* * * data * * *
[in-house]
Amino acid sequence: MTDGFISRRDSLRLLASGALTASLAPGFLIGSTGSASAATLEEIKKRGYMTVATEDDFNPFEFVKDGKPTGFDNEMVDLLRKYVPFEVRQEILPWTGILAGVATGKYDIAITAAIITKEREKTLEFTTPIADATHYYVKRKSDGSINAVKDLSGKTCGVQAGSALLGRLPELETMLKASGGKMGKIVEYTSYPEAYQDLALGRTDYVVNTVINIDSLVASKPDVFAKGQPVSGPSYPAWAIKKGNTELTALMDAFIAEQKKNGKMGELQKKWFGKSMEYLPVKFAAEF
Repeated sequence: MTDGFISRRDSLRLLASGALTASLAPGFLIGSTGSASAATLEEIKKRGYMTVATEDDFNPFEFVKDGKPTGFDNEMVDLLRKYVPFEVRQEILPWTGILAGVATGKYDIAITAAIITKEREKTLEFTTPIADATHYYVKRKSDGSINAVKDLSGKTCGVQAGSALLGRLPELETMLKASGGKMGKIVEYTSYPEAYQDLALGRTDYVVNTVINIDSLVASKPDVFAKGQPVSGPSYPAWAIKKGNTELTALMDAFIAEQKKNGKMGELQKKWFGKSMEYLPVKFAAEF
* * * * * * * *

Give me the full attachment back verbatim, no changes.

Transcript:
[in-house]
Amino acid sequence: MTDGFISRRDSLRLLASGALTASLAPGFLIGSTGSASAATLEEIKKRGYMTVATEDDFNPFEFVKDGKPTGFDNEMVDLLRKYVPFEVRQEILPWTGILAGVATGKYDIAITAAIITKEREKTLEFTTPIADATHYYVKRKSDGSINAVKDLSGKTCGVQAGSALLGRLPELETMLKASGGKMGKIVEYTSYPEAYQDLALGRTDYVVNTVINIDSLVASKPDVFAKGQPVSGPSYPAWAIKKGNTELTALMDAFIAEQKKNGKMGELQKKWFGKSMEYLPVKFAAEF
Repeated sequence: MTDGFISRRDSLRLLASGALTASLAPGFLIGSTGSASAATLEEIKKRGYMTVATEDDFNPFEFVKDGKPTGFDNEMVDLLRKYVPFEVRQEILPWTGILAGVATGKYDIAITAAIITKEREKTLEFTTPIADATHYYVKRKSDGSINAVKDLSGKTCGVQAGSALLGRLPELETMLKASGGKMGKIVEYTSYPEAYQDLALGRTDYVVNTVINIDSLVASKPDVFAKGQPVSGPSYPAWAIKKGNTELTALMDAFIAEQKKNGKMGELQKKWFGKSMEYLPVKFAAEF